Beta-adrenergic control of c-fos expression in fetal and neonatal rat tissues: relationship to cell differentiation and teratogenesis.
beta-Adrenergic receptors appear in noradrenergic target tissues well before the arrival of nerve terminals, and are thought to play a role in the control of cell differentiation. We examined the ability of beta-agonists to stimulate expression of the nuclear transcription factor, c-fos, in developing rat liver and heart. This factor has been shown to associated with trophic activation of genes involved in both cell differentiation and cell growth. In response to terbutaline, a beta 2-selective agonist, marked stimulation of c-fos was demonstrated in the liver, which contains beta 2-receptors, on Gestational Day 20, as well as on Postnatal Days 1 and 8. In the heart, which contains predominantly beta 1-receptors, isoproterenol (a non-subtype-selective beta-agonist) was more effective that terbutaline, indicating that either receptor subtype can elicit stimulation of c-fos. In both tissues, the response magnitude increased with age, rather than following changes in receptor number, which increase in the heart but decrease in the liver; the same pattern has been seen for the ability of beta-agonists to promote cell differentiation at the expense of replication; the implication is that ontogenetic changes in post-receptor coupling are much more important than is the number of receptors in determining neurotrophic influences on gene expression and cell development. In keeping with the view that fetal/neonatal beta-adrenergic stimulation of c-fos is related to cell differentiation rather than simply to growth, repeated administration of isoproterenol to neonatal rats did not elicit cardiac hypertrophy, whereas the same treatment did produce hypertrophy in adult rats. The intracellular signaling cascade from beta-receptor to c-fos expression may thus provide one of the basic cellular mechanisms for trophic control of differentiation by biogenic amines, and for the teratologies associated with beta-adrenergic agonist therapy.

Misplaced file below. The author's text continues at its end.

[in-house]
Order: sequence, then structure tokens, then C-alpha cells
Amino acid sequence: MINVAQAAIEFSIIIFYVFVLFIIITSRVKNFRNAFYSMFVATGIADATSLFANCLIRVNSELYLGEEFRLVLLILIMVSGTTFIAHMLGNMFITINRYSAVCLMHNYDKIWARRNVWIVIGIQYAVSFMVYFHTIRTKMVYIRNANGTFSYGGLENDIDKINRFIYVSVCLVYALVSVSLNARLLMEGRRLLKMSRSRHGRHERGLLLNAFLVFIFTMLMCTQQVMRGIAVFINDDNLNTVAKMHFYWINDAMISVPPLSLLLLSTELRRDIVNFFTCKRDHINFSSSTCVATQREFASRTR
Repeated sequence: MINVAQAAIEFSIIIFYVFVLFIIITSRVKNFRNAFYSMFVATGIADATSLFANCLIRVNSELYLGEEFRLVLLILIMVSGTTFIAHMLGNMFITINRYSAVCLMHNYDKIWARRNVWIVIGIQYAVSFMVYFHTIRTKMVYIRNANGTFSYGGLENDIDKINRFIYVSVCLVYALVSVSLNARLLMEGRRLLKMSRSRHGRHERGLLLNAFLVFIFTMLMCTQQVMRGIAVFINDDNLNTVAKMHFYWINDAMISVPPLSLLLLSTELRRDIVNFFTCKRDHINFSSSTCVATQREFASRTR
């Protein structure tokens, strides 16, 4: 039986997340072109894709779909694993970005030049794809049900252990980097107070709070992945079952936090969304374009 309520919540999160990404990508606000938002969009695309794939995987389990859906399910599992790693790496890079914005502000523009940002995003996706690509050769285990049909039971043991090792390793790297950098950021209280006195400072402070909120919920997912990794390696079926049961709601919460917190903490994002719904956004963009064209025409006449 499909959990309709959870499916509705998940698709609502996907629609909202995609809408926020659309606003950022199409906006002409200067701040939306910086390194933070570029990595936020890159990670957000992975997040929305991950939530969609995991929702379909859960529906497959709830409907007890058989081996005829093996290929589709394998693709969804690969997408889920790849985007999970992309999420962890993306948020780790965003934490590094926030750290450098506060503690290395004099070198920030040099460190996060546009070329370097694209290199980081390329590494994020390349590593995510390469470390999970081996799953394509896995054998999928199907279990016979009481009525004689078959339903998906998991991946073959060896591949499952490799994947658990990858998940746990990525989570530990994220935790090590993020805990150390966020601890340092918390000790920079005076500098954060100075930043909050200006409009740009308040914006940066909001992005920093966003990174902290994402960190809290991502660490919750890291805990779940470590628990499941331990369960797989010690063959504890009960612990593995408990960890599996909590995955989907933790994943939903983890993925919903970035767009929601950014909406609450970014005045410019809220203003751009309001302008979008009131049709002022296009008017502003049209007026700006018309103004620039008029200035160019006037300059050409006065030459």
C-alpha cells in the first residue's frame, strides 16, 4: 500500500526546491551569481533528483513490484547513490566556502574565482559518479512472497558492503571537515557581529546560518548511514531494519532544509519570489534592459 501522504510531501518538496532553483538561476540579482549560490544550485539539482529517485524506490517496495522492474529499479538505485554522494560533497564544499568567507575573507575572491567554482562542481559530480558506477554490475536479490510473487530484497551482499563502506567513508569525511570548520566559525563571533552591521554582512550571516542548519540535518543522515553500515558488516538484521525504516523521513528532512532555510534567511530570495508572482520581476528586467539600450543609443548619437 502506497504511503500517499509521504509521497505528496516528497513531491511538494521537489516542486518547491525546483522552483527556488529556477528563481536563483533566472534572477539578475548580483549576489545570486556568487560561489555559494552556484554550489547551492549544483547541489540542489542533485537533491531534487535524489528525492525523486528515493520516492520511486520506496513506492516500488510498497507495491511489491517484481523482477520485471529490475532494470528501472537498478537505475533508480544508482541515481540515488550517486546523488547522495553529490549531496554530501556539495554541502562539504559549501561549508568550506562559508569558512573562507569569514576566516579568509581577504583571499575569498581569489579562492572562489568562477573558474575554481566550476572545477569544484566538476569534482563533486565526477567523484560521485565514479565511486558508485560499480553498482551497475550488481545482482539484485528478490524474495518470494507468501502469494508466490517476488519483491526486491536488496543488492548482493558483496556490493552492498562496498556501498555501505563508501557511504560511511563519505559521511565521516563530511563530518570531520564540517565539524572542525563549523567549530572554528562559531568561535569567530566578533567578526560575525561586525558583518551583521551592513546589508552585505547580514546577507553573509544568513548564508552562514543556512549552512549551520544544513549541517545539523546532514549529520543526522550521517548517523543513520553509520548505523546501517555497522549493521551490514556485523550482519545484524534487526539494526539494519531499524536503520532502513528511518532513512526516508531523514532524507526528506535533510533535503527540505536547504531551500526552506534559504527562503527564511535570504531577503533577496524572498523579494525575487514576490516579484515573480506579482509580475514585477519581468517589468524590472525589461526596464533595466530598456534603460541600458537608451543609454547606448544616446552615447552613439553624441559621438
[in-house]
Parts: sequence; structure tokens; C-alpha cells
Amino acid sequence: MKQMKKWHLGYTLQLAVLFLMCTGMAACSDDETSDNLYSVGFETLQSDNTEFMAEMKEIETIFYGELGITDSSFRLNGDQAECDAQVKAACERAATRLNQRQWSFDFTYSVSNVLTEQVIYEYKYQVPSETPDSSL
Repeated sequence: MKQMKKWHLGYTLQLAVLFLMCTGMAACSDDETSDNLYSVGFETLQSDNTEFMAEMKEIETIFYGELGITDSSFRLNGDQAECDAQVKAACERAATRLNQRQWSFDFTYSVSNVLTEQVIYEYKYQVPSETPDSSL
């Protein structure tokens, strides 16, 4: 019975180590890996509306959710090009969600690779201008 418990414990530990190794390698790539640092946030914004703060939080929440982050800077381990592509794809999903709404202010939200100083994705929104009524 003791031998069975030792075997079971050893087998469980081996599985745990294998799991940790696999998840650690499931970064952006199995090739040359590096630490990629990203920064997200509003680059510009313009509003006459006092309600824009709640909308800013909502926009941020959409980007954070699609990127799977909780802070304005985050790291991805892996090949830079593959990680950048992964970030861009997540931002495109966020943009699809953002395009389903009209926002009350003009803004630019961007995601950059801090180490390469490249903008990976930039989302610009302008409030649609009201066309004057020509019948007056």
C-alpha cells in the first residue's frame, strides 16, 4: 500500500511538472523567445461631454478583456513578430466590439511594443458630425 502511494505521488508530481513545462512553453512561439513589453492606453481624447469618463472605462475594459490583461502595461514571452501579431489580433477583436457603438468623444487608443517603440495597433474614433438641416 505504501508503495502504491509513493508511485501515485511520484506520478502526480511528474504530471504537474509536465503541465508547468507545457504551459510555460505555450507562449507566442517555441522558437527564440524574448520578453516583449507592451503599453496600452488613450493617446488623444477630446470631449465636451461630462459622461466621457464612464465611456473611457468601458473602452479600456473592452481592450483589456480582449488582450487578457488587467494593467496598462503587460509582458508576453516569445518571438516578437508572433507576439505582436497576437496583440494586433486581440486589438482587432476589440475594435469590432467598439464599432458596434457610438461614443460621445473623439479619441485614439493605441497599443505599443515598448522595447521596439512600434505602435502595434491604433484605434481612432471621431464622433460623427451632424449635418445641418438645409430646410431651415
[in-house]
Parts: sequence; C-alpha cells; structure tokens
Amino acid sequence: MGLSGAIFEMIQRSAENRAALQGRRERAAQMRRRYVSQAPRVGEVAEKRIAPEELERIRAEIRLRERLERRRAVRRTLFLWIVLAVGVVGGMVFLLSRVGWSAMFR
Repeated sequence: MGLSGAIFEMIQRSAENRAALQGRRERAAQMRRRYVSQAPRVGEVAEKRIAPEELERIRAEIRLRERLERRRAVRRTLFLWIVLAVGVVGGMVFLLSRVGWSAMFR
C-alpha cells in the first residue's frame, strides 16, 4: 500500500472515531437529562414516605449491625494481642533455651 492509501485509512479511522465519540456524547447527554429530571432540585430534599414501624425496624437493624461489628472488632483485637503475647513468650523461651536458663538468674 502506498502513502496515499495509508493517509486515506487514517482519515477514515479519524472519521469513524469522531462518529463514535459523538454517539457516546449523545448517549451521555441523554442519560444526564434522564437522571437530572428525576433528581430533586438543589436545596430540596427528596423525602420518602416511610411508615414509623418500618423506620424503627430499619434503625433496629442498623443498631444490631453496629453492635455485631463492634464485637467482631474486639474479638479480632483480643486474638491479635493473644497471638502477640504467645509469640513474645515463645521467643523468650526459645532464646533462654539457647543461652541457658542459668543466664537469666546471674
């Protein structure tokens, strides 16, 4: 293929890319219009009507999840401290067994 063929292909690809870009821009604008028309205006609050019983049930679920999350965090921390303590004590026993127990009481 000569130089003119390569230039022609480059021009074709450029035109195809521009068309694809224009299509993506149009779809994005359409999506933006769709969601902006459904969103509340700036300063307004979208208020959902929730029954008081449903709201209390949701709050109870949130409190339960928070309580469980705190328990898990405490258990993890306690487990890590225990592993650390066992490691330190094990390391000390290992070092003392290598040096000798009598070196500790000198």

Slotkin, TA; Lappi, SE; Seidler, FJ
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